'It's making it a special time for any Oregon fan,' says Becky Sprecher, the club's executive director. 'They're definitely die-hard Duck fans. They bleed green. It's a point of pride right now.'

Michael O'Connor, a Portland lawyer and member of the Oregon Club of Portland, gets a sense of community from the games.

'This is like family,' O'Connor says. 'We're all here tailgating together, having fun whether the Ducks are No. 1 in the country or not as good. When you come as often as we do, you get to know all these people around us.'

Outside the club's tent, Renne Wheeler, a legal assistant in Eugene and dressed in a Ducks jersey and a Duck hard hat with her nails painted yellow and green, epitomizes the love fans have for the team.

'We are Oregon born and bred,' Wheeler says. 'We are Duck fans through and through. That's my life. My family, God, then the Ducks. It's the joy of my life.'

Uncharted territory

Once game time nears, fans begin going into Autzen Stadium. The student section is the place to be for the craziest, most passionate fans.

Dominique Christianson is a junior lacrosse player at Oregon. Even on a cloudy day, she keeps her yellow sunglasses on. The football team's success is reverberating throughout the athletic department.

'It motivates (the lacrosse team) to do better,' she says. 'We want to bring a sense of pride to Oregon, also.'

Michael Nguyen and Srdjan Kamenko spent 10 hours the night before the Washington game making yellow and green cardboard 'rock 'em, sock 'em' robot costumes.


TRIBUNE PHOTO: CHRISTOPHER ONSTOTT • Sophomore quarterback Darron Thomas has led the Ducks to a 9-0 record and No. 1-ranking, after replacing the unceremoniously departed Jeremiah Masoli.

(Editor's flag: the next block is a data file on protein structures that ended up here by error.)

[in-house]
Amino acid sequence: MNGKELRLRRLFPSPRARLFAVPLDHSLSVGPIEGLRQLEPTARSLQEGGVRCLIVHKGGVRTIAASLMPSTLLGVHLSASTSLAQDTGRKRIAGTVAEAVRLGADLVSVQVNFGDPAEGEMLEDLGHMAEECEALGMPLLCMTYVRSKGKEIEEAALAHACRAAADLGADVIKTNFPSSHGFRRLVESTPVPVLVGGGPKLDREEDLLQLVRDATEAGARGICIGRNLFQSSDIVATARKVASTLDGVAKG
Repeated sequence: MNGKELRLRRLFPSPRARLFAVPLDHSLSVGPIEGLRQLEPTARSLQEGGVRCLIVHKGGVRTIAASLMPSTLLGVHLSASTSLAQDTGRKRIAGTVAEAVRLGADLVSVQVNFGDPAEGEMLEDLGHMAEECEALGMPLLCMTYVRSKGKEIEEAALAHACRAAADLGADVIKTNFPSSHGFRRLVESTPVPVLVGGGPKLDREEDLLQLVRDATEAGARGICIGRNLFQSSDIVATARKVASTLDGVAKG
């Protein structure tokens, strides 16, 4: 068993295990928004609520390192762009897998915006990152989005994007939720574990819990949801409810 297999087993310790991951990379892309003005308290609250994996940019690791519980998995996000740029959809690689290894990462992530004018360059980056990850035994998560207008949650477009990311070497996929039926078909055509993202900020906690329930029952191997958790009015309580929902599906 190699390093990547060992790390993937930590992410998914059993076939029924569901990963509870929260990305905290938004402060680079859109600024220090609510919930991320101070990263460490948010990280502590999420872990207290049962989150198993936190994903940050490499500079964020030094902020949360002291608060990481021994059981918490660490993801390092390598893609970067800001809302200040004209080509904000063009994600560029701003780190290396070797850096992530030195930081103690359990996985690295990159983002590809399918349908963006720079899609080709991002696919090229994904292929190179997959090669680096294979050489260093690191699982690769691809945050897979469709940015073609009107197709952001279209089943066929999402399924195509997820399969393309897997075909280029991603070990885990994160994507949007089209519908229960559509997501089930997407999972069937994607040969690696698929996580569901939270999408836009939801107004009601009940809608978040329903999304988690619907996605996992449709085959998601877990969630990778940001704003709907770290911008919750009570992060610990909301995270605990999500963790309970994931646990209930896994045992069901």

'Visibility is a little limited, but it's worth it,' Nguyen says. 'We're here for the crowd. The crowd loves us. We're doing everything we can to make this the best day.'

Sam Peterson, a former pitcher for Wilson High School, has been spending a lot of time while not in classes at UO going to both practices and games.

'Everybody knows we're in uncharted territory right now,' Peterson says. 'Everybody is united after everything we went through this (offseason) as fans. It's just an exciting time.'

Perhaps one reason the students love the team so much is the fact that the Ducks' success motivates them in their own lives. Coach Chip Kelly's 'Win The Day' has become a mantra for followers as much as players.

'It's the most amazing thing in the world,' UO freshman Whitney Haskin says. 'It pumps us up for school. The fans are so inspiring. It even makes me want to do better in school. It's just a feeling you get.'

Kelly, who visited military bases in Iraq in the offseason, has made a point of showing his respect for our troops. For junior Kala Thomas, an ROTC cadet who is also a member of the Oregon National Guard, Kelly's gestures mean a lot.

'I've always liked the Ducks,' Thomas says. 'But it makes me respect the coach that much more.'

It was an honor for Thomas to be one of the cadets presenting the country's colors before the Washington game.

'It's a pretty respectable task that we get to do,' Thomas says. 'It's pretty nerve-racking, and it's very prestigious. So we take it with a lot of honor.'


TRIBUNE PHOTO: CHRISTOPHER ONSTOTT • The Duck mascot douses himself with water after doing push-ups after points scored.

An electric place

One of the advantages of being ranked No. 1 is that it brings some celebrities out to the games. Notre Dame and NFL legend Joe Montana came to the Washington game with his family to see his son, Nick, who is a backup quarterback for the Huskies.

'It's an electric place to play,' Montana says of Autzen. 'Especially if you're the home team.'

Once the game starts, it is pandemonium in the crowd. The fans live and die with every twist and turn the game brings.

This season, there has always been a happy ending as the fans leave the stadium; in fact, the Ducks have won 14 consecutive home games.

Trash talking to opposing fans is almost required. Once opposing fans have been put in their place, and the Ducks win, it's celebration time.

For those who have to make the long drive back to Portland, sitting in traffic as they try to leave the stadium, all the time and emotion spent was worth it to see another Duck victory.

'It makes it all that much better,' says Mike Mackin of Portland, whose son just started school at Oregon. 'I'd do it anyway. But, it does make it better when they win. Every game is big when they're No. 1.'